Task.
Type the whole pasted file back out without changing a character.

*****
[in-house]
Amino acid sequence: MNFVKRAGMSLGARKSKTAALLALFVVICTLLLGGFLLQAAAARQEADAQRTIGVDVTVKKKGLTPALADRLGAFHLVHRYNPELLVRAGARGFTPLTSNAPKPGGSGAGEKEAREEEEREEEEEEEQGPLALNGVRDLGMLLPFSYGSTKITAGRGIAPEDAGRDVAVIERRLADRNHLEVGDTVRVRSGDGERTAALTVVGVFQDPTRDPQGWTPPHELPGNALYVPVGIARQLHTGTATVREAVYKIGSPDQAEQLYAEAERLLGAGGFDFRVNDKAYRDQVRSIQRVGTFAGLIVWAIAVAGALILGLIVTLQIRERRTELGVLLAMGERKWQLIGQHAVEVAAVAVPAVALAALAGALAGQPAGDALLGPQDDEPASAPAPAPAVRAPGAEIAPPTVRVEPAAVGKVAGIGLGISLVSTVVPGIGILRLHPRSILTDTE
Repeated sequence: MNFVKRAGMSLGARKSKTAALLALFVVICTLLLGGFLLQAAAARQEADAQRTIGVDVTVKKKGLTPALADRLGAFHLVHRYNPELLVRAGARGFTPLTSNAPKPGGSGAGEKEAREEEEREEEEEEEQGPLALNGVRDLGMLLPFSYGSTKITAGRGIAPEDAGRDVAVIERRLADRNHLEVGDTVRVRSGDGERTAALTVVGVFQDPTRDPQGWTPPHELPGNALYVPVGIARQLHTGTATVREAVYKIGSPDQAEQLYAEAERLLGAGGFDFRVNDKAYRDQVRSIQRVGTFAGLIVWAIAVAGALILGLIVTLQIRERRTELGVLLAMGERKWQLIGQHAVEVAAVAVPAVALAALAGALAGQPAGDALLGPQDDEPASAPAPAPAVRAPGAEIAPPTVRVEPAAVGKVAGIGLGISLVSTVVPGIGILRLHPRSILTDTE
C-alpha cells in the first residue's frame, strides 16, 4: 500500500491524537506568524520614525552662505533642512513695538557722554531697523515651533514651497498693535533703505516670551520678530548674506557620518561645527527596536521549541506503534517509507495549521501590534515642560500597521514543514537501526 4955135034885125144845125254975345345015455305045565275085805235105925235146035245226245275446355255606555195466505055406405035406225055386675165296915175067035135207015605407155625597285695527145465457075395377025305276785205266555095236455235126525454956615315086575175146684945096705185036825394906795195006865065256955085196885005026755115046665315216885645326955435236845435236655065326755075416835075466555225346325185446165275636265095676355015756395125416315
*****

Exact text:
[in-house]
Amino acid sequence: MNFVKRAGMSLGARKSKTAALLALFVVICTLLLGGFLLQAAAARQEADAQRTIGVDVTVKKKGLTPALADRLGAFHLVHRYNPELLVRAGARGFTPLTSNAPKPGGSGAGEKEAREEEEREEEEEEEQGPLALNGVRDLGMLLPFSYGSTKITAGRGIAPEDAGRDVAVIERRLADRNHLEVGDTVRVRSGDGERTAALTVVGVFQDPTRDPQGWTPPHELPGNALYVPVGIARQLHTGTATVREAVYKIGSPDQAEQLYAEAERLLGAGGFDFRVNDKAYRDQVRSIQRVGTFAGLIVWAIAVAGALILGLIVTLQIRERRTELGVLLAMGERKWQLIGQHAVEVAAVAVPAVALAALAGALAGQPAGDALLGPQDDEPASAPAPAPAVRAPGAEIAPPTVRVEPAAVGKVAGIGLGISLVSTVVPGIGILRLHPRSILTDTE
Repeated sequence: MNFVKRAGMSLGARKSKTAALLALFVVICTLLLGGFLLQAAAARQEADAQRTIGVDVTVKKKGLTPALADRLGAFHLVHRYNPELLVRAGARGFTPLTSNAPKPGGSGAGEKEAREEEEREEEEEEEQGPLALNGVRDLGMLLPFSYGSTKITAGRGIAPEDAGRDVAVIERRLADRNHLEVGDTVRVRSGDGERTAALTVVGVFQDPTRDPQGWTPPHELPGNALYVPVGIARQLHTGTATVREAVYKIGSPDQAEQLYAEAERLLGAGGFDFRVNDKAYRDQVRSIQRVGTFAGLIVWAIAVAGALILGLIVTLQIRERRTELGVLLAMGERKWQLIGQHAVEVAAVAVPAVALAALAGALAGQPAGDALLGPQDDEPASAPAPAPAVRAPGAEIAPPTVRVEPAAVGKVAGIGLGISLVSTVVPGIGILRLHPRSILTDTE
C-alpha cells in the first residue's frame, strides 16, 4: 500500500491524537506568524520614525552662505533642512513695538557722554531697523515651533514651497498693535533703505516670551520678530548674506557620518561645527527596536521549541506503534517509507495549521501590534515642560500597521514543514537501526 4955135034885125144845125254975345345015455305045565275085805235105925235146035245226245275446355255606555195466505055406405035406225055386675165296915175067035135207015605407155625597285695527145465457075395377025305276785205266555095236455235126525454956615315086575175146684945096705185036825394906795195006865065256955085196885005026755115046665315216885645326955435236845435236655065326755075416835075466555225346325185446165275636265095676355015756395125416315